Pre-professional perceptions of safety and quality concerns in agricultural work environments

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2014-01-01
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Gretchen A. Mosher
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Agricultural and Biosystems Engineering

Since 1905, the Department of Agricultural Engineering, now the Department of Agricultural and Biosystems Engineering (ABE), has been a leader in providing engineering solutions to agricultural problems in the United States and the world. The department’s original mission was to mechanize agriculture. That mission has evolved to encompass a global view of the entire food production system–the wise management of natural resources in the production, processing, storage, handling, and use of food fiber and other biological products.

History
In 1905 Agricultural Engineering was recognized as a subdivision of the Department of Agronomy, and in 1907 it was recognized as a unique department. It was renamed the Department of Agricultural and Biosystems Engineering in 1990. The department merged with the Department of Industrial Education and Technology in 2004.

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1905–present

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  • Department of Agricultural Engineering (1907–1990)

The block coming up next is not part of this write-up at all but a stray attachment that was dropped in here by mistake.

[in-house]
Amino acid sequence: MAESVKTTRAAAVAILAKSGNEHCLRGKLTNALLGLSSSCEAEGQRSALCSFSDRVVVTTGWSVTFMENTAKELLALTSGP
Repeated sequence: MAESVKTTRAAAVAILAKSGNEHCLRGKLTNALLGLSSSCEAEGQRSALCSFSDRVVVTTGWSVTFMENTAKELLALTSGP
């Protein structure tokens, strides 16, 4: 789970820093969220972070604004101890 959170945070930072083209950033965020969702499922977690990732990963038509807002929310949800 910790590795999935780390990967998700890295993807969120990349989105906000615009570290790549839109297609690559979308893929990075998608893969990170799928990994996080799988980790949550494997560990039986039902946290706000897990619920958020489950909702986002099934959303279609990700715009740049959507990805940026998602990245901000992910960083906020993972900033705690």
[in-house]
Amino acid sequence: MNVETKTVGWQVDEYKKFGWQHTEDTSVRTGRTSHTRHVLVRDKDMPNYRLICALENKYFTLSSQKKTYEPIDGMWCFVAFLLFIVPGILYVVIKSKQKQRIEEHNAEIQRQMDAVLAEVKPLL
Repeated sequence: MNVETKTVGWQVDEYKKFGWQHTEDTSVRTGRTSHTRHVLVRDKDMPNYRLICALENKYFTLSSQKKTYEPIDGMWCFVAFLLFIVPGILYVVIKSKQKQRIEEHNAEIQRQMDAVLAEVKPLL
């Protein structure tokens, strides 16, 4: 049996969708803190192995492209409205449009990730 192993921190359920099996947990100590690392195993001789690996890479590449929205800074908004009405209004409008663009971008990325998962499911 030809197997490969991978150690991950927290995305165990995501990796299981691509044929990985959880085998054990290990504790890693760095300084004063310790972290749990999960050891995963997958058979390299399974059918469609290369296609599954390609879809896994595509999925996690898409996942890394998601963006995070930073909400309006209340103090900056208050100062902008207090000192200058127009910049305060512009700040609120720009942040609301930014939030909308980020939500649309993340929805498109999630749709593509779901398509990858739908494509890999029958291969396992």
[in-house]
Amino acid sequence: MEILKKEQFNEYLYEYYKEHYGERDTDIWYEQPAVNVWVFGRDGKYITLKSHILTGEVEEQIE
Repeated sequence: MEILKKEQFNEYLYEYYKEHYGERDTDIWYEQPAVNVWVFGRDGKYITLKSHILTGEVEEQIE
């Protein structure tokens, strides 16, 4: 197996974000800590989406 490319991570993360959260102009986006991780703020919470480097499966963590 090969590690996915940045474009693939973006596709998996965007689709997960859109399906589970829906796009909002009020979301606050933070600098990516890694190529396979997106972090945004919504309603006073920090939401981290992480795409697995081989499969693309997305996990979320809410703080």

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Pre-professionals in the field of agriculture will play a vital role in the application and implementation of quality and safety policies in agricultural work environments. Yet, no comprehensive study has been completed to understand these pre-professionals' perceptions of quality and safety and how these two factors interact in the agricultural workplace. This study built on the work of Mosher et al. (2012), which measured the interactions between employees' perceptions of safety and quality in an agricultural work environment. To understand how pre-professionals perceive the link between quality and safety, undergraduate students enrolled in the College of Agriculture and Life Sciences (CALS) at Iowa State University were surveyed. Data were collected using a survey instrument adapted from a previous instrument developed by Schwab and Freeman (2002). Analysis of 1017 responses showed that students perceived a high impact of quality practices on the decrease of safety hazards and incidents. Students' perceptions of safety and quality as applied to agricultural work environments varied by gender, with female students perceiving the interaction at a higher level than male students. No significant difference in perceptions was observed based on classification, age group, major, work experience and environment of childhood of the students. This study demonstrates that despite limited academic training in safety and quality, pre-professionals perceive implementation of quality as very important in reducing safety hazards and incidents. In addition, this study suggests that current academic training in safety and quality must be modified to adequately prepare pre-professionals for careers in the field of agriculture.

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Wed Jan 01 00:00:00 UTC 2014